Friday, 11 December 2020

Friday Five: Brexit Prep

Friday Five

Thankfully the extended transition period has resulted in some actual planning as opposed to last year's largely unmitigated chaos but, as Brexit day lurches closer and closer, here are five immediate things to consider...

bottled water

#5. Water

Disruption to water supplies is considered very unlikely as companies have been stockpiling less volatile treatment chemicals for years now, with the risk slightly higher in soft water areas due to potential pressures on sodium hypochlorite supply. Any problems will, in all probability, be localised and short term. 

Verdict: It's always good advice to have a small stash of bottled water to hand. Whether it's Brexit related or simply a bust pipe, being without mains water is no fun for anyone.

power cuts

#4. Energy

You'll be glad to hear there is no imminent risk of a return to the three day week, though in the medium to long term we can expect to see price hikes from the energy companies. In the short term there is potential for localised power outages, particularly if Brexit coincides with snow, but there is little likelihood of widespread problems.

Verdict: Again, it's good practice to keep emergency supplies like a torch or candles available. Some extra batteries and an emergency charger (you can pick up the hand crank type from about £2.50) should be plenty to see you through.


#3. Medication

There are legitimate worries about shortages of certain medicines, particularly as Brexit stockpiles have been used to shore up supply during the Covid-19 crisis. Some meds are already under SSP (Serious Shortage Protocols), e.g. salazopyrin and fluoxetine, while others are very vulnerable to supply chain disruption. Over the counter meds will likely face the same kind of shortages as we experienced at the beginning of the pandemic, due to panic buying and transport delays. 

Verdict: Sadly there is little that can be done at this late stage about prescription medication, beyond following your doctor's advice. If your first aid kit is understocked, now is the time to make sure you have the basics like painkillers and antiseptic cream. Although overall supplies of non-prescription medication and remedies are fine, there could well be short-term shortages on your local store shelves.



Fuel shortages are at the more likely end of the scale of Brexit disasters, largely linked to infrastructure disruption. This is where the deal vs no deal outcome could have a big impact because keeping traffic moving is essential. The worst case scenario, really, is no deal combined with widespread civil unrest and/or extreme weather which will make it very difficult for supplies to reach their destination. 

Implications for travel, both leisure and business, to the EU and Schengen Area have been well documented. Make sure your paperwork is compliant, there is adequate time remaining on your passport, and that you have travel insurance as you'll no longer be covered by the EHIC scheme. Deal or no, also factor in extra time for the inevitable teething problems with new computer systems and arrangements.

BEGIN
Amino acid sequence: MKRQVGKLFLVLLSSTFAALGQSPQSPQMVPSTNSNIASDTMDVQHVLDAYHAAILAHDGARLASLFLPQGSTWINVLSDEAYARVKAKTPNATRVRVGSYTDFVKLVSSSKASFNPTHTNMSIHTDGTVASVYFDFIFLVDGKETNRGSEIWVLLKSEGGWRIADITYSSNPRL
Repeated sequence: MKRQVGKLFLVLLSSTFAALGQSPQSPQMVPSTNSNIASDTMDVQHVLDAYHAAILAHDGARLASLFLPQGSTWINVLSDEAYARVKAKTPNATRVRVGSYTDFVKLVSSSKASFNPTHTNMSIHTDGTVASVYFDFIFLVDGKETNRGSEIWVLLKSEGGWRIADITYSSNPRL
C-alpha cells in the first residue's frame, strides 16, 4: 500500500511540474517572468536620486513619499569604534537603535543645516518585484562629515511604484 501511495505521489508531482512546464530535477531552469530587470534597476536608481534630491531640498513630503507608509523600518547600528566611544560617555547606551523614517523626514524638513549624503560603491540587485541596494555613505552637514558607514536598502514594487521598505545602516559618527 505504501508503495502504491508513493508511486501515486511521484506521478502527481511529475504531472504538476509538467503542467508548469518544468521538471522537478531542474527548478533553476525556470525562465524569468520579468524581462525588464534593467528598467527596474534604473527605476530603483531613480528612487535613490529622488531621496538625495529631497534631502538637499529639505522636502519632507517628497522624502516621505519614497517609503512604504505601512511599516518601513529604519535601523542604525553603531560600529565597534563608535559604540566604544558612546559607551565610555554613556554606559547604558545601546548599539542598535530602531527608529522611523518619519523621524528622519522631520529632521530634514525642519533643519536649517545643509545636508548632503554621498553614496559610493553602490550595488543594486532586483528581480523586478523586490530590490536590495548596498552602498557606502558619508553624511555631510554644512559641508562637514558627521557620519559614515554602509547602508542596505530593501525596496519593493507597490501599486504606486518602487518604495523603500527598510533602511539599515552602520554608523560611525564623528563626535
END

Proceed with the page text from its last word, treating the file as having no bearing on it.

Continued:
Verdict: If you can avoid it - do. If you can't, plan for it as you would regular seasonal disruption and make allowances for the likelihood of delays, road closures, and journey cancellations.


#1. Food

All retailers and wholesalers have been stockpiling to tide them over for a few weeks should customs delays and lack of hauliers prove especially serious. The problem, as ever, is that stock in warehouses still isn't stock on shelves. You only have to look at what a few days of panic buying managed to do at the beginning of the coronavirus pandemic to realise this could quickly become a real issue for consumers.

Looking beyond the first month or so of a no deal scenario, we can expect to see significant price rises (5%) and reduced choice available. We've become used to being able to get out of season fruit and veg, along with speciality imports, at consistent prices, but we will have to readjust our expectations as we go forward. There are unlikely to be severe long term shortages on the mainland, but Northern Ireland is at greater risk.

Verdict: Although fresh food supplies will be hit by Brexit, they aren't really feasible to stockpile! When it comes to long life lines, you should expect to see the same pressures as we did earlier in the year. If you can afford to, it would be wise to get in some extra:

  - Toilet roll.
  - Tinned Food.
  - Pasta.
  - Rice. 
  - Oats.
  - Flour / Yeast.
  - UHT Milk.
  - Cooking Oil.
  - Sugar / Salt / Flavourings.

Cooking on a Bootstrap has got a much more comprehensive breakdown. Also, if applicable, definitely try to get in pet food and baby formula milk as supplies have continued to be under pressure throughout the year.

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Friday Five

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